Bear necessities: Sightings in Shenandoah National Park up this year

Between 300 and 600 bears roam Shenandoah National Park each year. Park officials say a lack in food source has caused bear sightings, such as in picnic areas, to increase this summer.
Courtesy of Shenandoah National Park Between 300 and 600 bears roam Shenandoah National Park each year. Park officials say a lack in food source has caused bear sightings, such as in picnic areas, to increase this summer. Courtesy of Shenandoah National Park

Although increased bear sightings this year in Shenandoah National Park are causing some visitors to worry, park officials are offering insight into why that’s happening, as the height of black bear activity winds down during the late summer months.

Rolf Gubler, a wildlife biologist at the SNP, estimates there have been between 30 and 60 incidents involving bears this spring and summer, about twice as many as normal, all varied in nature and severity.

“It could be anything from a food incident or a persistent bear that follows a hiker or approaches too closely or the dog-bear incident in the Dickey Ridge area,” Rolf says.

Rolf is referring to an encounter in early August that left one dog dead on Snead Farm Fire Road near the Dickey Ridge Visitor Center. According to a press release, a hiker was walking with two dogs on retractable leashes when the three encountered a mother bear and cubs. When confronted by the bear, the hiker ran. That’s when, according to the release, the mother bear attacked the trailing dog, which later died of its injuries.

The Snead Farm Fire Road and Loop Trail were closed to visitors for two weeks as park staff kept an eye on the area. While hikers can now access those trails, dogs are still not allowed.

Gubler estimates between 300 and 600 bears roam the park during the year. While bear attacks might be rare, encounters do happen. Gubler has been monitoring some of the high-profile confrontations.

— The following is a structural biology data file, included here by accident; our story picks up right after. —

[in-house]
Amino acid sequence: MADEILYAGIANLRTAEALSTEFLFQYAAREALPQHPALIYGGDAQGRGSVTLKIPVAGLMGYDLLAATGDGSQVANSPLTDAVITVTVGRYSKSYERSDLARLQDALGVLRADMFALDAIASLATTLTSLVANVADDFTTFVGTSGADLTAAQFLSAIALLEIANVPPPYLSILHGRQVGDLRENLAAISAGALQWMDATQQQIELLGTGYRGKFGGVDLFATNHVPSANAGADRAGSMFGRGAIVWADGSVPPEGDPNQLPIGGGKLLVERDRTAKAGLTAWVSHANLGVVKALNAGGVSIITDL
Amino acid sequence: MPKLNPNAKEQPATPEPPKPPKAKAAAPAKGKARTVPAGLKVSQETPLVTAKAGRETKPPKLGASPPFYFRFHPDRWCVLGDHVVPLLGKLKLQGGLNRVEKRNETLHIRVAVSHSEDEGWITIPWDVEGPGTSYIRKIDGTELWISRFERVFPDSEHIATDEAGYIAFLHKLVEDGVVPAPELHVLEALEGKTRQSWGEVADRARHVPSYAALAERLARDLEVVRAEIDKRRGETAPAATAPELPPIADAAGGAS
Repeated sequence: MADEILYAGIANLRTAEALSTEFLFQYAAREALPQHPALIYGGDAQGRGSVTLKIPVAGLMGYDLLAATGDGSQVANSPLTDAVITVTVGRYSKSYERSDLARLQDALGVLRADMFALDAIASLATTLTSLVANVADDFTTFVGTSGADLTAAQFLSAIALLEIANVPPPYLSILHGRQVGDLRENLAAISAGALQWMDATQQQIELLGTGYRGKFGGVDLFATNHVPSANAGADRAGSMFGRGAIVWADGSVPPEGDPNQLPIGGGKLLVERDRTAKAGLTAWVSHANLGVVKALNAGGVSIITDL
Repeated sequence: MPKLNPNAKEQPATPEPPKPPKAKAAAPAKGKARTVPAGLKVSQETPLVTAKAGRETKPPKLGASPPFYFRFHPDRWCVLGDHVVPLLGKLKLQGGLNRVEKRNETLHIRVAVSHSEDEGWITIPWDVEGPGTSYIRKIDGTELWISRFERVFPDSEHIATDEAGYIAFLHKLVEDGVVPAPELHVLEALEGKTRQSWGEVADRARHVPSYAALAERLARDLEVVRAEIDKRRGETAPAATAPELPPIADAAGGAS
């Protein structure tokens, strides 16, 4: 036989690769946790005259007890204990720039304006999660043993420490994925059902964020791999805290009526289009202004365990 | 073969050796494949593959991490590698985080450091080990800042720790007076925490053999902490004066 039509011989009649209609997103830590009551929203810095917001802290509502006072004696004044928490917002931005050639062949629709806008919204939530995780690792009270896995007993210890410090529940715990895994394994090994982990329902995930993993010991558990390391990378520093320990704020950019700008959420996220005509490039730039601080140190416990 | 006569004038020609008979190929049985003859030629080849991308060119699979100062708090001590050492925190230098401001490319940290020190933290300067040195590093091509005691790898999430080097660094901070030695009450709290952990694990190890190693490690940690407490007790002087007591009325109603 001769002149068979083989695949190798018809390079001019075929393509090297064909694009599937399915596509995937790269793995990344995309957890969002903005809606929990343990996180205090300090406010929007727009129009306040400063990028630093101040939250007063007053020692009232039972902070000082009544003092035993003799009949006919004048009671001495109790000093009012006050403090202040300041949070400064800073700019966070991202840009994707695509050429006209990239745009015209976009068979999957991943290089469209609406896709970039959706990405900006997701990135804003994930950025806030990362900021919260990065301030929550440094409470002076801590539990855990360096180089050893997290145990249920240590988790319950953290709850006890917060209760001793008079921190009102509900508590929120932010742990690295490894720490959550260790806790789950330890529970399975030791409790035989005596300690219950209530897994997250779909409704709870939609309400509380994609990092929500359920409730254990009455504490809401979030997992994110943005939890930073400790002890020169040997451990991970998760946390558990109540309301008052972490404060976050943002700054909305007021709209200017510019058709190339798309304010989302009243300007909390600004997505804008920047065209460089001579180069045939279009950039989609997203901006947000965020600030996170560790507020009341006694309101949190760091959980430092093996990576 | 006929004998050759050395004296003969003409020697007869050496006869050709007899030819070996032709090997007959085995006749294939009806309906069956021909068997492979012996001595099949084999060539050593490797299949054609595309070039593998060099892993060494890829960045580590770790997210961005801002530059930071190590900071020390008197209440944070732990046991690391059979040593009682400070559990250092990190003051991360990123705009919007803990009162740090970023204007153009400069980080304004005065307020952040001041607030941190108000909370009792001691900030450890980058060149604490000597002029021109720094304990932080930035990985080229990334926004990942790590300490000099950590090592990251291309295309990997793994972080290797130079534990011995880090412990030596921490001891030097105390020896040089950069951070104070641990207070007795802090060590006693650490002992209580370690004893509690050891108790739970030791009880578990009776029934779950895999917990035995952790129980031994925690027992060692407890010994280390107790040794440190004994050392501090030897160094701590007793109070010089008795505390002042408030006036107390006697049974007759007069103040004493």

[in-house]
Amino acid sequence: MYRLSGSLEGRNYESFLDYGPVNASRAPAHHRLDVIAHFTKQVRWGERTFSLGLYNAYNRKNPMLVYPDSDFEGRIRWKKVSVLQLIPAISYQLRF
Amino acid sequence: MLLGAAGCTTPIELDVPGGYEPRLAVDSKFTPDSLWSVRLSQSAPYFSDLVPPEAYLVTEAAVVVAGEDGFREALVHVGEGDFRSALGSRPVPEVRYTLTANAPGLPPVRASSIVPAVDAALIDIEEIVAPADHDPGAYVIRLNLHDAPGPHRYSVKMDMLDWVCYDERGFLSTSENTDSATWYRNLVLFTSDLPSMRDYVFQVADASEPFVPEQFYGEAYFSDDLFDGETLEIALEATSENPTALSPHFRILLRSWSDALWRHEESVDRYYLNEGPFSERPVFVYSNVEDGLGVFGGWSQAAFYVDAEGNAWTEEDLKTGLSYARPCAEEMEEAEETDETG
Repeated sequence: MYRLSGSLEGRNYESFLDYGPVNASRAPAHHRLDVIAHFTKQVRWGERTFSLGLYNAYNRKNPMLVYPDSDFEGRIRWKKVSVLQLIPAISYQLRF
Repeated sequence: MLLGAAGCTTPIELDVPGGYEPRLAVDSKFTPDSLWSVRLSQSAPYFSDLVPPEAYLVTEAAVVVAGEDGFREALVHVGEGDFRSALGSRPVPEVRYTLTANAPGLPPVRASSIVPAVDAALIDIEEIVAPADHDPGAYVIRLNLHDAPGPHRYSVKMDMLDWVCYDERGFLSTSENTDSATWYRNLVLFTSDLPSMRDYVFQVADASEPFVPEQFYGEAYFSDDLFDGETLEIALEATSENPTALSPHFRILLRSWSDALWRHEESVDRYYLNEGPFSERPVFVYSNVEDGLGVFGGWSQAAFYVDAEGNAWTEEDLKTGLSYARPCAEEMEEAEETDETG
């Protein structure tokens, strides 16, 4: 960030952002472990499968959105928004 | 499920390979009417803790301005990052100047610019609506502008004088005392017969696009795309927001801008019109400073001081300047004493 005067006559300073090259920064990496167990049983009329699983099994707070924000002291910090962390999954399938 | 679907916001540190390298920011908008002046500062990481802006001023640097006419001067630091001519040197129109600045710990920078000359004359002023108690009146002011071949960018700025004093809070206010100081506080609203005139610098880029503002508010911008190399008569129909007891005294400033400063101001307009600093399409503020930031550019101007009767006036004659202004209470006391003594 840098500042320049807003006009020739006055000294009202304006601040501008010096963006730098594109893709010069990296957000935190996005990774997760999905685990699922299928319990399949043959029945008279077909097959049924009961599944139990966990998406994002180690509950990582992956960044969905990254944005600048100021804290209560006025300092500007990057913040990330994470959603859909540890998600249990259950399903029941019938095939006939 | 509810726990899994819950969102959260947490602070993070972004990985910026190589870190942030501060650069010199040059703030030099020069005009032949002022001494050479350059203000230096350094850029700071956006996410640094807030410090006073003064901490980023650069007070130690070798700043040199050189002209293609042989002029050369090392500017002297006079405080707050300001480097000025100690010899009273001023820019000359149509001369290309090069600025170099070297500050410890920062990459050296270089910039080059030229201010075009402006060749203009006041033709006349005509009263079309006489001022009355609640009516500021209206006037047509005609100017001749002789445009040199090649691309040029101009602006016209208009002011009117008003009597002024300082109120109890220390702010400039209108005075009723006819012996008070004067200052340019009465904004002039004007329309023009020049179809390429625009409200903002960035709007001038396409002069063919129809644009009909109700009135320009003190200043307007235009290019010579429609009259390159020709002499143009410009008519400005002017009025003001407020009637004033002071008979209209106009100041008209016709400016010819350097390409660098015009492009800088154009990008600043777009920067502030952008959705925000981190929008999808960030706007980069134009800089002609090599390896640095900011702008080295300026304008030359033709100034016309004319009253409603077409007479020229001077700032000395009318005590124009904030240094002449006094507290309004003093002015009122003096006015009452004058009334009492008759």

“The reasons we’ve been seeing so many bear encounters is a delayed and reduced soft mass crop,” Gubler says. He explains that food, like blackberries and wineberries, didn’t bloom until later. Bears eat these berries during late spring and summer then transition into a more protein-rich diet during fall, feeding off things such as hickory nuts, acorns, apples and corn.

“Bears are opportunists—that’s why they push into picnic areas. They have to be on the move to find food,” Gubler says.

It’s during these wanderings when bears are more likely to be hit by cars on Skyline Drive, get into trash or encounter hikers.

Gubler says the Rocky Mountain Wildfire, which ravaged more than 10,000 acres of the park earlier this year, is also a factor in higher bear sightings. Officials believe some bears traveled between 10 and 15 miles outside the burned area in search of food.

He connects this movement to some of the encounters in the Loft Mountain area. He says an experienced backcountry hiker reported an unusually assertive bear in the South District. The hiker told officials a bear was not responsive to normal efforts to scare it away, and only moved after being poked by hiking poles.

But, hikers can breathe a sigh of relief. Active bear months are officially winding down, and although bears don’t go into hibernation during the cold months, they do enter a “winter lethargy” in late November as they increase their diets.

If you do see a bear, the best tactic is to remain calm. Park officials stress you should back away slowly—running can trigger the animal’s prey response. Gubler suggests carrying portable air horns, walking sticks, trekking poles or bear spray for protection.

And don’t misinterpret a bear’s signals. Officials say that when a bear stands on its hind legs or moves closer, it isn’t usually threatening behavior. The animal may be curious and trying to get a better view, or smelling the air.

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